"Good afternoon, Josiah."
At the sound of Elizabeth´s voice Josiah looked up from his work at the back steps of the church and wiped his forehead with the back of his hand. She was standing at the base of the stairs, a basket over her arm, regarding him solemnly.
"I see you're busy, but it´s hot and I thought you might like a drink of water," she offered with a smile.
Josiah rose and wiped dust off his hands. "I´ve just replaced a couple of broken boards. Wouldn't want a repeat of Buck's accident," he said with a grin. "Yes, a drink would taste good, thank you."
He noticed that her
gaze lingered at his bare forearms for a moment before she reached into
the basket and produced a mug, setting it on the steps.
Watching as she retrieved a jug from the basket, he rolled down his sleeves. He was uncertain how to interpret her glance, but straightening his clothes seemed to be the best thing to do at the moment. She handed him the mug and he took it from her.
"Would you like to join me?" he asked, gesturing for her to sit with him on the stairs. For a moment he thought there was a trace of hesitation in her, but then she climbed up the steps and took a seat on the top step. He sat down beside her, his arm brushing against her shoulder, and he flinched at the contact.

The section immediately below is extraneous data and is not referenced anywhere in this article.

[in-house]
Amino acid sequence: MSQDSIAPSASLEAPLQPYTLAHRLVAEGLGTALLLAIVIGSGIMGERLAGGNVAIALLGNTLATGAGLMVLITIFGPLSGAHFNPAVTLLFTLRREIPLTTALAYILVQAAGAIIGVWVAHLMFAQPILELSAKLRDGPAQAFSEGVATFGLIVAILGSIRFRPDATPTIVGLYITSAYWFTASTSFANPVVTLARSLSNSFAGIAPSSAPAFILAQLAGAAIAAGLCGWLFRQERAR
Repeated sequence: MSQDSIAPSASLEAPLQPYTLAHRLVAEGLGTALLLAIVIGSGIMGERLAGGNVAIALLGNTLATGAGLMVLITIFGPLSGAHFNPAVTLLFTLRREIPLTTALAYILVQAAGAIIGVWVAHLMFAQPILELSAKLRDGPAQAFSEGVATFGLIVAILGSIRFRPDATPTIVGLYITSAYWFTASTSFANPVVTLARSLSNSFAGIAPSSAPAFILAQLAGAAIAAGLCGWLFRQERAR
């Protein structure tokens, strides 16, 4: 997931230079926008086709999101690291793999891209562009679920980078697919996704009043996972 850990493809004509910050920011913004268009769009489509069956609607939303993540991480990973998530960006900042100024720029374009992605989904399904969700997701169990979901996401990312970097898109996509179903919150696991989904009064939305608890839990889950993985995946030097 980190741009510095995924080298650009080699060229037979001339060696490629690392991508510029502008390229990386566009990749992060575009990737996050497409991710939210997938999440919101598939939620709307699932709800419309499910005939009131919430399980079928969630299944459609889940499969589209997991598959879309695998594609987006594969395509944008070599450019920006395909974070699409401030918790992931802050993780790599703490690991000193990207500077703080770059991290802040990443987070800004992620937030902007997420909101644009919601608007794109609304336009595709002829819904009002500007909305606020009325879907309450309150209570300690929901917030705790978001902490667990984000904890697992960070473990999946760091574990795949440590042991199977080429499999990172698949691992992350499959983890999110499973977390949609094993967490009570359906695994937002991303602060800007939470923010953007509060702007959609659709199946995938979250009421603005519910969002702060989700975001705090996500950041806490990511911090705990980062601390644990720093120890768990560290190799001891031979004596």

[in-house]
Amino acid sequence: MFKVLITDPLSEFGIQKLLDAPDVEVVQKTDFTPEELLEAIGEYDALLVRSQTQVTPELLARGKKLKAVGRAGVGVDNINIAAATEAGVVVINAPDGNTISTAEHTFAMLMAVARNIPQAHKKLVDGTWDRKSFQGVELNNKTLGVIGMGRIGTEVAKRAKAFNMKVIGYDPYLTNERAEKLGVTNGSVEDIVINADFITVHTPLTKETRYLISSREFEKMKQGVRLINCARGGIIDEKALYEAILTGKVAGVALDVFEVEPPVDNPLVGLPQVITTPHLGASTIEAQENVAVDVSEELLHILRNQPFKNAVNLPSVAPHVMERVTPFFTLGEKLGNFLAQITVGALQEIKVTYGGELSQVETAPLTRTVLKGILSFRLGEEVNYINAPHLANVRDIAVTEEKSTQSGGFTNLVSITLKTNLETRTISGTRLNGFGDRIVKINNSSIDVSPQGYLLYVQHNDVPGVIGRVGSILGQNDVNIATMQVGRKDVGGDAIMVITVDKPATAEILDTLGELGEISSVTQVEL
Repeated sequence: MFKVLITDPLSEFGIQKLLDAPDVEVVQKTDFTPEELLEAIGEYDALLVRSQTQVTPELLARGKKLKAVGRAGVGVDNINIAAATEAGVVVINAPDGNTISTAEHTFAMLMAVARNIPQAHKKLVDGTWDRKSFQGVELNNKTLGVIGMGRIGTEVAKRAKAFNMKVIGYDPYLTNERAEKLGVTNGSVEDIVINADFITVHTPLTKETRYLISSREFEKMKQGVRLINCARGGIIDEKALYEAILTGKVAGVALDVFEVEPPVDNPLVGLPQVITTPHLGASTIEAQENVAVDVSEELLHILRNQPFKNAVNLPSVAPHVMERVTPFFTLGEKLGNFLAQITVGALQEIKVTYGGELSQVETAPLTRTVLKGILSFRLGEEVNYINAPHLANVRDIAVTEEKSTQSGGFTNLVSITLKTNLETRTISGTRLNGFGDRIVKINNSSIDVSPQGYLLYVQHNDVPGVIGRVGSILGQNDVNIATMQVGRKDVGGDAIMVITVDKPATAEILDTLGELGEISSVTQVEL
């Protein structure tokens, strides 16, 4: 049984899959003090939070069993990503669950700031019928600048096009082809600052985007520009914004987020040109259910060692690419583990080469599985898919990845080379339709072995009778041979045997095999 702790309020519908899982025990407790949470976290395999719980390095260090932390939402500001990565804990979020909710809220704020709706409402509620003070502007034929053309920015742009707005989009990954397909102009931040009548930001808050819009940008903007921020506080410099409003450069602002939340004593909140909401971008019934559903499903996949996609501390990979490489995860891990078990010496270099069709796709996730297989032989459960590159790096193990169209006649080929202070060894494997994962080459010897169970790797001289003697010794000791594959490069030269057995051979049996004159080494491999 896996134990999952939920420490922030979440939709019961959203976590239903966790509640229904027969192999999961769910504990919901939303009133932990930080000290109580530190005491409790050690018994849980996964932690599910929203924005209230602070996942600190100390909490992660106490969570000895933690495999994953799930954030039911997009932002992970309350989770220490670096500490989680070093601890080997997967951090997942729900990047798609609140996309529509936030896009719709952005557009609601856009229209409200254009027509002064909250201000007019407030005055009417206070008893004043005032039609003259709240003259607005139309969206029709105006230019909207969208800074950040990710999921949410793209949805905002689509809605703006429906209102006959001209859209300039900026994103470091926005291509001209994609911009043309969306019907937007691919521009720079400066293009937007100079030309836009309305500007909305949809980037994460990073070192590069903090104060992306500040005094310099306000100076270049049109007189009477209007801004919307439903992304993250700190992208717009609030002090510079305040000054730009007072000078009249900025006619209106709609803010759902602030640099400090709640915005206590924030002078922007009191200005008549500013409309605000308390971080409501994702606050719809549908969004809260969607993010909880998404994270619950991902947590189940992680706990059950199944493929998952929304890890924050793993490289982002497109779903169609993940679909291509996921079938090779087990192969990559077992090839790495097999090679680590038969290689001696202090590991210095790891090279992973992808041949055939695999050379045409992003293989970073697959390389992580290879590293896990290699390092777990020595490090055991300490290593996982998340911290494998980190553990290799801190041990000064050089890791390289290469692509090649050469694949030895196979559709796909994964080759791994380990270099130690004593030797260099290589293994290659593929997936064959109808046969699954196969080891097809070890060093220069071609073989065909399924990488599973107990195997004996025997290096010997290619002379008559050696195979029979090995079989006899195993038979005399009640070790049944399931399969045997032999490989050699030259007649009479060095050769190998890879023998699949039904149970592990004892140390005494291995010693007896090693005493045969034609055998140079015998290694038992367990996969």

Instantly she put down her mug and turned to him in concern. "It´s your wound, isn´t it?" she asked, her gaze riveted to his sleeve as if she could see through the fabric.
"It´s all right," he lied. "Just a little tender yet."
"But it´s been almost three weeks," she insisted. "It shouldn´t hurt anymore."
"It hardly does," he replied.
"Please, let me have a look at it," she demanded insistently.
He shot her a doubtful look. "I don´t think it´s appropriate."
She raised her brow at him. "Appropriate?" she echoed. "I´m worried about a friend. How could that be inappropriate?"
"That´s not what I meant," he protested. "I just thought that..."
"That an honorable woman shouldn´t touch the bare arm of a gentleman?" she teased with a smile.
"Well, maybe I´m not exactly a gentleman," he offered, silently cursing the fact that he felt suddenly clumsy and shy.
"And I am not a maiden," she replied, staring up at him defiantly.
Her statement caught him unprepared. He had never given it any thought and it was almost startling that she should talk to him about it.